Central licensing does not work well

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Related tags: Security industry authority, Personal licences, License

It is interesting to note that the Security Industry Authority appears to be getting itself in a pickle again over licence renewals, in spite of the...

It is interesting to note that the Security Industry Authority appears to be getting itself in a pickle again over licence renewals, in spite of the fact that it has relatively few personnel to worry about at any one time.

Losing paperwork is something we all do, but in the current climate of Government and quango slip-ups, and their own problems over licensing of illegal immigrants, which has still yet to be fully resolved, it is perhaps unfortunate that complaints are surfacing over the time it take to renew.

This all comes to mind after re-reading something I wrote back in March 2003 about a central registry for licences - alcohol and entertainment, that is. At the time, the House of Lords was in full support of the idea that some central unit could handle parts of the licensing system and take the pressure off local authorities. In fact, once the initial rush was over, personal licences look after themselves in the main, as long as there are no problems over relevant offences and the like.

What I said then was that a single, universally acceptable licence was a good idea, because it could be recognised anywhere, unlike the wide variety of personal licences which have been produced. Each council has its own idea and though there are similarities, there are also major differences in style and content. This for a licence which is meant to be usable throughout England and Wales.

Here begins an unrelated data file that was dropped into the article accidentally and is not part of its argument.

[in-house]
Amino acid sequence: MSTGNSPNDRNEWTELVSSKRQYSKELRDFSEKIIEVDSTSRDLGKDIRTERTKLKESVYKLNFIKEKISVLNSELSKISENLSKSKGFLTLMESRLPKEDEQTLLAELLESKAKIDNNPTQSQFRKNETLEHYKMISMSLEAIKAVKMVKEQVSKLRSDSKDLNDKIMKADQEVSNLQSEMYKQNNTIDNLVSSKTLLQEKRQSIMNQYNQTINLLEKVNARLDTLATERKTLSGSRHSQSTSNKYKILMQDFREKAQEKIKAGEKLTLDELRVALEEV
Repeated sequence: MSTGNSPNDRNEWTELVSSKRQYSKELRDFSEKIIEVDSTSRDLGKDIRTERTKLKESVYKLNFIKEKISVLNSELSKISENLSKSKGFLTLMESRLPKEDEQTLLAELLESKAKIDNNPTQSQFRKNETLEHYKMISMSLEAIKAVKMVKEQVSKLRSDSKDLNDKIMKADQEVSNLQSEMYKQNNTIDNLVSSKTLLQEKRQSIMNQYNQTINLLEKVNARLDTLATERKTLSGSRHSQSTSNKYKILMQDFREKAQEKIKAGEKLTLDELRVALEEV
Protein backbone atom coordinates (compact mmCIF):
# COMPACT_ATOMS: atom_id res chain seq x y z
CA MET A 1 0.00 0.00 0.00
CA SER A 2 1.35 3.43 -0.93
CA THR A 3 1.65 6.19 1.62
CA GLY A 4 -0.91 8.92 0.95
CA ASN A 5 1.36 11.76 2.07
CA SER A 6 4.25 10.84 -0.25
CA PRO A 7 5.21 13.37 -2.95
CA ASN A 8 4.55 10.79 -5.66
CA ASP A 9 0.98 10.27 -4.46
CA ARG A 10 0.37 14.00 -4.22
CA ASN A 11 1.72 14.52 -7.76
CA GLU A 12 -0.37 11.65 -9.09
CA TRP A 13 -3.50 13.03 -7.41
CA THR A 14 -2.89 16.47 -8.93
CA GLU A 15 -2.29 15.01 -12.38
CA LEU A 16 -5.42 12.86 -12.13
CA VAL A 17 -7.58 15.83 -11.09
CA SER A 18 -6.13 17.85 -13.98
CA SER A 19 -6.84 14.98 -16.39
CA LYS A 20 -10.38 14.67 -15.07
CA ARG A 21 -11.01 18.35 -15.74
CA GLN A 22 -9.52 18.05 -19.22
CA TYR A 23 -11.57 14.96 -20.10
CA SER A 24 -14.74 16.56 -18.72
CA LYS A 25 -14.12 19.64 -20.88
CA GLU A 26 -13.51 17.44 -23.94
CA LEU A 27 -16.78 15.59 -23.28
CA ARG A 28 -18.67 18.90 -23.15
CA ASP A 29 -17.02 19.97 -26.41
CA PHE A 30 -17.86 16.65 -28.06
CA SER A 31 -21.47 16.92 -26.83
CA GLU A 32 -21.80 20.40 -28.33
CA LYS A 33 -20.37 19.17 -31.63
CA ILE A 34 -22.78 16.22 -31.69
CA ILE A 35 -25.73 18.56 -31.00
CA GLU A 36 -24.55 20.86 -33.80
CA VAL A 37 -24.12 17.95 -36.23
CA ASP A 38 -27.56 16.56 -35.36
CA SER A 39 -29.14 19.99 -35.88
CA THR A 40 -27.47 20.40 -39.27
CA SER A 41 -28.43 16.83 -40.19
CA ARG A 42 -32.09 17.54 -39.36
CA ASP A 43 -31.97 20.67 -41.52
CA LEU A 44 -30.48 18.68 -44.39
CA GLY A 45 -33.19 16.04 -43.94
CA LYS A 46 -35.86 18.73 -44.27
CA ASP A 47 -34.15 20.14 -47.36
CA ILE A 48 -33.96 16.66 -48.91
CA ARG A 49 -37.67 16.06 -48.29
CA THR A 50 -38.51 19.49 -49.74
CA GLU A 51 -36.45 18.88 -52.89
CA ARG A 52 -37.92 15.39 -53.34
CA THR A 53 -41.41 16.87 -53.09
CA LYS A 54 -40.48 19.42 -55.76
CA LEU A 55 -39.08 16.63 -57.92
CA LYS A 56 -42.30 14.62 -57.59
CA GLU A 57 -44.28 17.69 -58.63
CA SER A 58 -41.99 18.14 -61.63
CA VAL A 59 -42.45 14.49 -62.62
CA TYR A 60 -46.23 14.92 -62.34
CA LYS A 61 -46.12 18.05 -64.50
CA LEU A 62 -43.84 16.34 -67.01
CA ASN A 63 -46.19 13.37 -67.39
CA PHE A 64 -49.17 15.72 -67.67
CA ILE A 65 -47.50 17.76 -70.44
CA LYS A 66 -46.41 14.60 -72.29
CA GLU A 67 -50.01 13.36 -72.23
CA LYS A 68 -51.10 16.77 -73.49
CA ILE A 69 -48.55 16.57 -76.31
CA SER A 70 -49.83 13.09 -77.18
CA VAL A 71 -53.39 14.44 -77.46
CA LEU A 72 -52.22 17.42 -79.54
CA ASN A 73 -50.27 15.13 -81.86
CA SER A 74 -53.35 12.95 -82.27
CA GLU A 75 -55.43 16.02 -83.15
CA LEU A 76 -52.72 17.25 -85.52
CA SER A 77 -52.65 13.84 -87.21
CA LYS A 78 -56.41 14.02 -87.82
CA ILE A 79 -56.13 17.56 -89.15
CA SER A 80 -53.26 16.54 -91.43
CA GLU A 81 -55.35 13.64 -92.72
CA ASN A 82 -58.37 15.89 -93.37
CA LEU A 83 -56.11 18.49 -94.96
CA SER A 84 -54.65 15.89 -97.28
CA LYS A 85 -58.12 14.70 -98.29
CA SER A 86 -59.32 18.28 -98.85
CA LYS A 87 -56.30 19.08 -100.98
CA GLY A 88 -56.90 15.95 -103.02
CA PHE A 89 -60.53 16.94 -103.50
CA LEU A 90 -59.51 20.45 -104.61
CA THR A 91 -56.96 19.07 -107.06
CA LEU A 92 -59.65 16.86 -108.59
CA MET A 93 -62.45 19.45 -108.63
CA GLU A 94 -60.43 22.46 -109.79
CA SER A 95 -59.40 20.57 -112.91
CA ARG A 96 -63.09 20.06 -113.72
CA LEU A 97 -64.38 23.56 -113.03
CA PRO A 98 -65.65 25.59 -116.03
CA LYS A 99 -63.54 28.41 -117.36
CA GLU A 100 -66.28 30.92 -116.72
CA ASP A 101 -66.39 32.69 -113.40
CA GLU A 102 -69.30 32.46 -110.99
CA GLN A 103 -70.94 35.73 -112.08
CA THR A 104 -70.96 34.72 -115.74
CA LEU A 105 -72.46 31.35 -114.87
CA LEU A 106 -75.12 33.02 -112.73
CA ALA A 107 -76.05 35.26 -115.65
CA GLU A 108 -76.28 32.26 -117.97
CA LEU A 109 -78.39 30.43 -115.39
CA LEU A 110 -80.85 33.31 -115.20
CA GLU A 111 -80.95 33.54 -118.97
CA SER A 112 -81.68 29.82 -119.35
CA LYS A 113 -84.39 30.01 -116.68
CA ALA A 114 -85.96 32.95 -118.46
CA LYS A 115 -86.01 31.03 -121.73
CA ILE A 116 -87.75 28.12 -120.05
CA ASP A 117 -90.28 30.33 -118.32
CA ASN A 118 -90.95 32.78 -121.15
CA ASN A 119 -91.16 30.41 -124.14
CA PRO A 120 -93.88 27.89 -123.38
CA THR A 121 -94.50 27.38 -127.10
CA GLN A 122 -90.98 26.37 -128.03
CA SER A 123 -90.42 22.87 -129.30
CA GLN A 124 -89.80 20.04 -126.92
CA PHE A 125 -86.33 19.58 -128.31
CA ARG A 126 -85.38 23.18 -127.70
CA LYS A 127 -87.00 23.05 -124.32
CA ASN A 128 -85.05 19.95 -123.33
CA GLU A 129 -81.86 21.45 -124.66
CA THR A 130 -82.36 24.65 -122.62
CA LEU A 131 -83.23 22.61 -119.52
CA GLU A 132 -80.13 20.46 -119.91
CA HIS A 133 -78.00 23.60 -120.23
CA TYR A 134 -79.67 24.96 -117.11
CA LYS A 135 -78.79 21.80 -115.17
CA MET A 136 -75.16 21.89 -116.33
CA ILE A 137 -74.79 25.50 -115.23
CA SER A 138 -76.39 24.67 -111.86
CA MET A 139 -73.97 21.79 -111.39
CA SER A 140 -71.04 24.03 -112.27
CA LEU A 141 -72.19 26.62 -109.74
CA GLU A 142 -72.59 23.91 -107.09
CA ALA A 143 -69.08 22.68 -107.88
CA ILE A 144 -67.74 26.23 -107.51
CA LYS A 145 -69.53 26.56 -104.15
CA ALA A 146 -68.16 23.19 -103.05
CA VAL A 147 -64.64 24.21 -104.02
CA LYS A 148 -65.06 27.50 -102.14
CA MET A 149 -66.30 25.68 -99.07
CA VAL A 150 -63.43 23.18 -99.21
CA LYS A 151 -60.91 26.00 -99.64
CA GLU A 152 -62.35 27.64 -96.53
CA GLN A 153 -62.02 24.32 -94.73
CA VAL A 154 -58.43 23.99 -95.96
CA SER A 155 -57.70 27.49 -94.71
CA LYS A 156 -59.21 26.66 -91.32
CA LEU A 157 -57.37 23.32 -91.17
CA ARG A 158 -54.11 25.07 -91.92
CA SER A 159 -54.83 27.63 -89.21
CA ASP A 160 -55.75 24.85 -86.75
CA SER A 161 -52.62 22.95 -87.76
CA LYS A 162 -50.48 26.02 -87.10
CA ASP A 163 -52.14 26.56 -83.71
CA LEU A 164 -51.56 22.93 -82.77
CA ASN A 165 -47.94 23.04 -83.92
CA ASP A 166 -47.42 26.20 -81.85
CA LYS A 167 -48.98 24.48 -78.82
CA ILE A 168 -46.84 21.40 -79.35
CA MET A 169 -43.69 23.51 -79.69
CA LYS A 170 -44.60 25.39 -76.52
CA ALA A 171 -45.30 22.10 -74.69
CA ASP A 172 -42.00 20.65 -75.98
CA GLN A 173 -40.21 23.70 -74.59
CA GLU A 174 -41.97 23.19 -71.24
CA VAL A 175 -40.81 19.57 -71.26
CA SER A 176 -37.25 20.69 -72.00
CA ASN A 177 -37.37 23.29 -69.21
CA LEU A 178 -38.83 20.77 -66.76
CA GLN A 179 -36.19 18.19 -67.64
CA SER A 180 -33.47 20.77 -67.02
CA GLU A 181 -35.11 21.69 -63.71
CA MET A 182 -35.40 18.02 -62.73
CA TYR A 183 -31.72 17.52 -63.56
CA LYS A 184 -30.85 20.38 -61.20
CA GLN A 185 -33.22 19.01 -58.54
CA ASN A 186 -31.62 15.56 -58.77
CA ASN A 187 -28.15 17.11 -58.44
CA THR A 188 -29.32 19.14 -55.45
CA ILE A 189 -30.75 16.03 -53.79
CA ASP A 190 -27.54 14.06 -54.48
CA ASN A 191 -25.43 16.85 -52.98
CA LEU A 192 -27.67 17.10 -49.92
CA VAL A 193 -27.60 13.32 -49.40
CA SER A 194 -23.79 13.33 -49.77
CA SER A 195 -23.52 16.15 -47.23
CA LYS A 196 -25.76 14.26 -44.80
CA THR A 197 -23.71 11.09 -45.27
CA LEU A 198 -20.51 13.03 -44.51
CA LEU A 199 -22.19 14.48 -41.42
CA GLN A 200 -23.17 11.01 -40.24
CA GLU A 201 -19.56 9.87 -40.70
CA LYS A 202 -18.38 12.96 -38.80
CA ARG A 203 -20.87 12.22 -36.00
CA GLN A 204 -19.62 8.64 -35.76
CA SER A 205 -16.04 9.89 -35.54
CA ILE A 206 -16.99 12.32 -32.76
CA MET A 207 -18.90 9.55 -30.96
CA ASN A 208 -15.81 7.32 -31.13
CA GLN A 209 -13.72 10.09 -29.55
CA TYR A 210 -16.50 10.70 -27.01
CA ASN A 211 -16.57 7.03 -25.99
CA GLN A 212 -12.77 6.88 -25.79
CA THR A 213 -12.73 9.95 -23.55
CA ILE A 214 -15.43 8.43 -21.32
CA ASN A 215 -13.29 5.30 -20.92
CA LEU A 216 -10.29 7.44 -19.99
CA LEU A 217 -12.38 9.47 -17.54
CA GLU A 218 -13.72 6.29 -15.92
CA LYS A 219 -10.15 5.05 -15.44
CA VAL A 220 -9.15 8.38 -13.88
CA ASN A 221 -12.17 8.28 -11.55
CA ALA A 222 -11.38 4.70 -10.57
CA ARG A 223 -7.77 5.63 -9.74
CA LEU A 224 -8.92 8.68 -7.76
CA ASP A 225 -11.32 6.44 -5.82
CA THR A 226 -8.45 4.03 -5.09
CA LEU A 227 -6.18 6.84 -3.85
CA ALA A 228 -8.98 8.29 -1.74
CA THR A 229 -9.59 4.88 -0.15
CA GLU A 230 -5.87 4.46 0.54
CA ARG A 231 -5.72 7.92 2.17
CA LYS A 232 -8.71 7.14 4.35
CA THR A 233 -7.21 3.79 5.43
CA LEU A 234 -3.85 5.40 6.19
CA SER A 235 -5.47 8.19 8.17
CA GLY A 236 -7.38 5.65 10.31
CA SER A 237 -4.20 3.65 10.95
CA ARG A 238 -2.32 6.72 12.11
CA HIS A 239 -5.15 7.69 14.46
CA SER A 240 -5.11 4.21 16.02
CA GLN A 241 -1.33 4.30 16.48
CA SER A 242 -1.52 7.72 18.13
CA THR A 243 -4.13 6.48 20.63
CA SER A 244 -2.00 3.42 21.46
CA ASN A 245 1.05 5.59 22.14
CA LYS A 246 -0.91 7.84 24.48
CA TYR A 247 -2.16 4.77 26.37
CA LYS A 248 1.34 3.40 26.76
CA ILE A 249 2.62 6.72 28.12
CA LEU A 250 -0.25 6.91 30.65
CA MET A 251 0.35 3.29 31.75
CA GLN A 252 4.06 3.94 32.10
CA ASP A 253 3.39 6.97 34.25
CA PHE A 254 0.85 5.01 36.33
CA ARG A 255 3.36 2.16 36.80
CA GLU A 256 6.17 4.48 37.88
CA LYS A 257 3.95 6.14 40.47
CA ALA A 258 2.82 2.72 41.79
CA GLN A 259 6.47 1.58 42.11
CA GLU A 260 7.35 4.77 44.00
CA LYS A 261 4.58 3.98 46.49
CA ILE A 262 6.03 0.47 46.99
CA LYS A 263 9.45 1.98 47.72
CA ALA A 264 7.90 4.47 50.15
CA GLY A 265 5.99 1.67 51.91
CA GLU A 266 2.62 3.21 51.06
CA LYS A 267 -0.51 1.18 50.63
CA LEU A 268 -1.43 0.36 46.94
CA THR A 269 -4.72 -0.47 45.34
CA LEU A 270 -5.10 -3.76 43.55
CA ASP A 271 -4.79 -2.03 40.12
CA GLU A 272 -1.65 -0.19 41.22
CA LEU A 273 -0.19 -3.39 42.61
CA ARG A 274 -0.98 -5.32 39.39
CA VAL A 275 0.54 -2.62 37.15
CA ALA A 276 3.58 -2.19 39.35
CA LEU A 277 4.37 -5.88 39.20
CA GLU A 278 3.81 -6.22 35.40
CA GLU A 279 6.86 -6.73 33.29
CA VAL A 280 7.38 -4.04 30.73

Many holders of personal licences started off under the new Act working in an area which did not grant their personal licence in the first place, and this will continue throughout their careers. Not everyone "lives over the shop" and so the relevance of the granting authority is somewhat obscure. But after 10 years, they will have to revert to their original "home" authority for renewal, because no other authority is currently empowered to issue the renewal for that licence.

It seems we are no nearer having a central registry in any event. It is part of the Licensing Act which has simply been ignored. What it might have done, however, is to compel local authorities to produce better and more complete statistics on licences and conditions, which would have given the Government a better idea of how the Licensing Act had worked out in practice.

Or probably someone would have lost the computer disk...

Related topics: Licensing law

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